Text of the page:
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Occupy Philly off to a slow start

Nearly 100 tents have been set up on the western plaza outside Philadelphia’s City Hall, as part of the Occupy Philly movement. Photo by Chris Palmer

George Webb, an Occupy Philly protestor, held his American flag upside down to represent his distress with where America is headed. Photo by Chris Palmer

In New York City, protestors supporting the 4-week-old movement known as Occupy Wall Street have staged student walkouts, marched in solidarity with varying trade unions, and welcomed an array of high-profile guests.

But Occupy Philly, which began four days ago in City Hall’s west plaza to try and replicate the scene in Manhattan’s Zuccotti Park, is still trying to find its sea legs.

“It’s definitely been a process,” said Walbert Young.

Sitting at a table beneath the imposing shadow of City Hall, the 26-year-old Young, of Wayne, Pa., said that there have been positives and negatives about the initial days of the occupation.

On the one hand, as is the case at Occupy Wall Street, a variety of volunteer-staffed committees have been established to cover basic living concerns such as food distribution, blanket and tarp distribution, sanitation and security, and new committees are “popping up every day,” he said.

In addition, the city has supported the movement so far. Mayor Michael Nutter and police commissioner Charles Ramsey have both visited the site. There have been no incidents between protestors and police.

Most importantly, Young said, the number of people visiting the site has steadily increased. At last count there were 96 tents set up at the site – up from 51 two days ago – and he estimated that there have been several hundred people milling around the occupation each of the past few days.

“The numbers are definitely growing,” he said.

Nearly 100 tents have been set up on the western plaza outside Philadelphia's City Hall, as part of the Occupy Philly movement. Photo by Chris Palmer

But on the other hand, the occupation’s organization has been “evoloving,” Young said with a sheepish grin, and some protestors are wary about how the movement has progressed in its first few days.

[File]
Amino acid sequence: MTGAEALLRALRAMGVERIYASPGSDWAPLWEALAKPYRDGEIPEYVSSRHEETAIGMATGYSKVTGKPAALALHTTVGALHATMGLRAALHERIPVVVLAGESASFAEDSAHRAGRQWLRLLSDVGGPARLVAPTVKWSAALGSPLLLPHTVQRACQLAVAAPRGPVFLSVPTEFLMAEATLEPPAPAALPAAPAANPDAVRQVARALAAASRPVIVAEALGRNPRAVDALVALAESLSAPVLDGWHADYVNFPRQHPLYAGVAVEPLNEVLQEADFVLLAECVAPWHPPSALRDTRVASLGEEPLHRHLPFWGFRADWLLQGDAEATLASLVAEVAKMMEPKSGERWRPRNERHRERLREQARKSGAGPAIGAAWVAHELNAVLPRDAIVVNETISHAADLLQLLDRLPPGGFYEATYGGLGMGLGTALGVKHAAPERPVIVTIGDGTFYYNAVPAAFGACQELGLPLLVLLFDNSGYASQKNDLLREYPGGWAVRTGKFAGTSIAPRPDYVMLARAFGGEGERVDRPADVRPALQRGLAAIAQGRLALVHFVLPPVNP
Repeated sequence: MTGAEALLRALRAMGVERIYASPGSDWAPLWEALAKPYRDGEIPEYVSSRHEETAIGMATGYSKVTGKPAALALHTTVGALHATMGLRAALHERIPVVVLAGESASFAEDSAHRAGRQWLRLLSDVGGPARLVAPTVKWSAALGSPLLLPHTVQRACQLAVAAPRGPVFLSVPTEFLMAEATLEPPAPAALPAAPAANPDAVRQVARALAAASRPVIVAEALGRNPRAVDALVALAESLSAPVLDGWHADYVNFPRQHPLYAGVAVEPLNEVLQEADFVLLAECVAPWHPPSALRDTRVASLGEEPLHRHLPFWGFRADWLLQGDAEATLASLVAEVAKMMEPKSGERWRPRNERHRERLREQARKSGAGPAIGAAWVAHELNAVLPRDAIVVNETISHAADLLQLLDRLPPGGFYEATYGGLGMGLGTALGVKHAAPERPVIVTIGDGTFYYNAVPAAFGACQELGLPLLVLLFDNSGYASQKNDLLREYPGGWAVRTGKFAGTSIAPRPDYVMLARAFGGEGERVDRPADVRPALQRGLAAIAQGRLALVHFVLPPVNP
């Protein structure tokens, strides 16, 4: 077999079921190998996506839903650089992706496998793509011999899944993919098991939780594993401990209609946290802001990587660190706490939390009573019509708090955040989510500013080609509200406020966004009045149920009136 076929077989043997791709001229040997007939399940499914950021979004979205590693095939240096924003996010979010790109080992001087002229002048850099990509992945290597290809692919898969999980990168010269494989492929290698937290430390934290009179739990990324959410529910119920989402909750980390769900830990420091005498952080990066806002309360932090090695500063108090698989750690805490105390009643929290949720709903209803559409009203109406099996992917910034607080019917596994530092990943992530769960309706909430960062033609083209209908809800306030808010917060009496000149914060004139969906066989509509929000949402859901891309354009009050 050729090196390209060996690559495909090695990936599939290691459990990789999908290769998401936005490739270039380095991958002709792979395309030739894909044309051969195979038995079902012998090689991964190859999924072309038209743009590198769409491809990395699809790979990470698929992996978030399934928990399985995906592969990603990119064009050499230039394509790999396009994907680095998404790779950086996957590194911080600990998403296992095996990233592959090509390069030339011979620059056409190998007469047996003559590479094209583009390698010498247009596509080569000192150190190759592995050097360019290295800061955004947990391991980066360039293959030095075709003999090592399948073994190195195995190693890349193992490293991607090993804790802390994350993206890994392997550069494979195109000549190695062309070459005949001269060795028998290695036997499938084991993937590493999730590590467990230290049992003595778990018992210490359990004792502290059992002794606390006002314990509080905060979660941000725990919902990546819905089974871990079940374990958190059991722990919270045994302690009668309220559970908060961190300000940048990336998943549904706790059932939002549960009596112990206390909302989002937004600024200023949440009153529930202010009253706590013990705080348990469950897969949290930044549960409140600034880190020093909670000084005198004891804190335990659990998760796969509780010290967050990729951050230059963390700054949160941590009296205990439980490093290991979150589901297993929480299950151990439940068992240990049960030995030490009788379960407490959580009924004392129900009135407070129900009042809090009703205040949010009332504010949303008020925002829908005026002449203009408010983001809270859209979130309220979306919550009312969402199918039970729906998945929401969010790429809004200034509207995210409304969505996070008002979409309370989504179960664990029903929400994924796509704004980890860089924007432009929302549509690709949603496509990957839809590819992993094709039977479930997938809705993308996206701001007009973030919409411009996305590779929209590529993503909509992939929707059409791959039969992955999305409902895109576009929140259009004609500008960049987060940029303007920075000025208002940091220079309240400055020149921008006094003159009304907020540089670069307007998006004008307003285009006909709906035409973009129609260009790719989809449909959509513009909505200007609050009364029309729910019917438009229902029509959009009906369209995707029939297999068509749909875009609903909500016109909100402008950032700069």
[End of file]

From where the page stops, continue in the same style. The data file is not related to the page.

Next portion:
“I’m seriously concerned for these people,” said Chris Garvey, a 37-year-old Philadelphia resident.

Garvey tried to raise an issue during the general assembly, the twice daily meeting where all protestors can discuss any number of topics related to the occupation, but he stopped talking out of frustration with “the people’s mic,” a tactic that calls for the speaker to speak in short cadences that are repeated by the rest of the meeting’s attendees.

He said that he supports the idea of Occupy Philly, but he’s worried that a lack of structure will hamper the movement.

“I’m here to challenge them, because I think they’re worth it,” he said. “They have a great idea, but I think it takes a lot of time to get people from disparate beliefs to come together.”

Michael Miller of Juniata Park in Northeast Philadelphia, said that the number of beliefs and ideas among protestors was astounding.

“I’ve been hearing (about) so many issues,” he said, noting that he’s discussed issues from political unity to financial reform with fellow protestors.

But the jovial 35-year-old wondered whether the diversity of thought was helpful to the movement’s cause.

“Occupations should focus on one issue to create change,” he said. “What impact are we really going to make?”

Young noted that there have been major disagreements about a variety of questions at Occupy Philly already, including whether the movement should apply for a permit (it did), and he said that there is a small but vocal minority of people with “fringe beliefs” who tend to be rabble rousers, rather than major contributors to the occupation.

“I’m hoping the ‘not-die-hards’ die out,” he said. “I think they’ll realize that this takes work, and once they leave, we can get work done.”

But for some protestors, the expression of diverse opinions is exactly what makes this movement so unique.

“What we’re doing is fundamentally American,” said David Scher, a 23-year-old from South Philadelphia. “This is what democracy is all about, isn’t it?”

“We all have our own opinions and reasons why we’re here,” said George Webb, 39, from Mayfair, in Northeast Philadelphia.

Despite the early challenges facing the occupation, protestors were united in their desire to see the movement succeed.

“I hope this movement stands strong,” said Miller, noting that Occupy Philly has only existed for a few days.

“I’m willing to die in a tent,” he said with a laugh.

And Young, who said the passion of the protestors has been encouraging, expects that the movement will continue to evolve over time.

“Nothing happens overnight,” he said.